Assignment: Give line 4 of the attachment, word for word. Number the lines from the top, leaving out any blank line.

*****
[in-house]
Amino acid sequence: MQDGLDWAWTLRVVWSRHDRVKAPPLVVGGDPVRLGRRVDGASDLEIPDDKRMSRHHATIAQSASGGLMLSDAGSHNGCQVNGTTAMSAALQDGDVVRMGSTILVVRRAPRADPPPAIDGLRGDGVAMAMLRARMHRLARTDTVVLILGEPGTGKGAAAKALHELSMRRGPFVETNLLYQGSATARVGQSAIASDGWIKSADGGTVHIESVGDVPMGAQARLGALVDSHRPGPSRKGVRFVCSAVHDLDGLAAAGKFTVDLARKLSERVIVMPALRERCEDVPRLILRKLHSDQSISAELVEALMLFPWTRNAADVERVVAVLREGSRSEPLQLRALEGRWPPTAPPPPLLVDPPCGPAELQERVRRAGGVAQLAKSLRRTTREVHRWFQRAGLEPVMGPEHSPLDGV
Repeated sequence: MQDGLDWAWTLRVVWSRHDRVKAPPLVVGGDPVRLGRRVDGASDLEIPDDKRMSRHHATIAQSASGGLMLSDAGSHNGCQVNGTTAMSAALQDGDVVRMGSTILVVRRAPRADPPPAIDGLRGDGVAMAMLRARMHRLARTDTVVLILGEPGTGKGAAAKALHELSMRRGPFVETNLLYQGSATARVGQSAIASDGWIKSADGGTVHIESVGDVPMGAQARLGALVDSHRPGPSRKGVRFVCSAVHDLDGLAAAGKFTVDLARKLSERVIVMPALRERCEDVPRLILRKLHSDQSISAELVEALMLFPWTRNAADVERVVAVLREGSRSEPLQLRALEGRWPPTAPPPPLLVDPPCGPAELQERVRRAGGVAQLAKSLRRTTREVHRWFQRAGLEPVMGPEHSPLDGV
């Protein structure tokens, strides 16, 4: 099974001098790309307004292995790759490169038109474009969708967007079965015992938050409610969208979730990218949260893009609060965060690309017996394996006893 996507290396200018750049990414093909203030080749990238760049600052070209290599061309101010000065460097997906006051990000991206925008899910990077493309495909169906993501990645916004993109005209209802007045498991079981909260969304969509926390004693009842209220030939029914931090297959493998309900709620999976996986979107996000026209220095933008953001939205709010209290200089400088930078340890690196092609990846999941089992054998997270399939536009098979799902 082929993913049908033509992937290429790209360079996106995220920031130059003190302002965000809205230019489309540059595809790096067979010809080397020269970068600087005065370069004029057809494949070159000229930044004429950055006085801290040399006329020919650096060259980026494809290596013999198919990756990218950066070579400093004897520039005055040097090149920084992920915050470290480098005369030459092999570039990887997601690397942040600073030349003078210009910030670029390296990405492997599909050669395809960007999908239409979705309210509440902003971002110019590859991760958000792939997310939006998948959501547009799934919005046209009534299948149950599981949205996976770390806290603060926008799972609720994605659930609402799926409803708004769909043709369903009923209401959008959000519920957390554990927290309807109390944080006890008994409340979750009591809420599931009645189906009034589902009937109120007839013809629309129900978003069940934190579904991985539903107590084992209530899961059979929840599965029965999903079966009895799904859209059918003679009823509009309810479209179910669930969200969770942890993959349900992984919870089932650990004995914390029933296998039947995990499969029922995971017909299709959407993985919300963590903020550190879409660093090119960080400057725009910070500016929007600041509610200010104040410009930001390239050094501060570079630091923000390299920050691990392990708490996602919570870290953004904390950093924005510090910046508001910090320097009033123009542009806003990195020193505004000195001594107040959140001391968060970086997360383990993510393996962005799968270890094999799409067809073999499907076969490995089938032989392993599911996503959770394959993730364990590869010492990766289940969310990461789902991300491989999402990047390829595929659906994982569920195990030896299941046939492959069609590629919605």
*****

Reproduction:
């Protein structure tokens, strides 16, 4: 099974001098790309307004292995790759490169038109474009969708967007079965015992938050409610969208979730990218949260893009609060965060690309017996394996006893 996507290396200018750049990414093909203030080749990238760049600052070209290599061309101010000065460097997906006051990000991206925008899910990077493309495909169906993501990645916004993109005209209802007045498991079981909260969304969509926390004693009842209220030939029914931090297959493998309900709620999976996986979107996000026209220095933008953001939205709010209290200089400088930078340890690196092609990846999941089992054998997270399939536009098979799902 082929993913049908033509992937290429790209360079996106995220920031130059003190302002965000809205230019489309540059595809790096067979010809080397020269970068600087005065370069004029057809494949070159000229930044004429950055006085801290040399006329020919650096060259980026494809290596013999198919990756990218950066070579400093004897520039005055040097090149920084992920915050470290480098005369030459092999570039990887997601690397942040600073030349003078210009910030670029390296990405492997599909050669395809960007999908239409979705309210509440902003971002110019590859991760958000792939997310939006998948959501547009799934919005046209009534299948149950599981949205996976770390806290603060926008799972609720994605659930609402799926409803708004769909043709369903009923209401959008959000519920957390554990927290309807109390944080006890008994409340979750009591809420599931009645189906009034589902009937109120007839013809629309129900978003069940934190579904991985539903107590084992209530899961059979929840599965029965999903079966009895799904859209059918003679009823509009309810479209179910669930969200969770942890993959349900992984919870089932650990004995914390029933296998039947995990499969029922995971017909299709959407993985919300963590903020550190879409660093090119960080400057725009910070500016929007600041509610200010104040410009930001390239050094501060570079630091923000390299920050691990392990708490996602919570870290953004904390950093924005510090910046508001910090320097009033123009542009806003990195020193505004000195001594107040959140001391968060970086997360383990993510393996962005799968270890094999799409067809073999499907076969490995089938032989392993599911996503959770394959993730364990590869010492990766289940969310990461789902991300491989999402990047390829595929659906994982569920195990030896299941046939492959069609590629919605």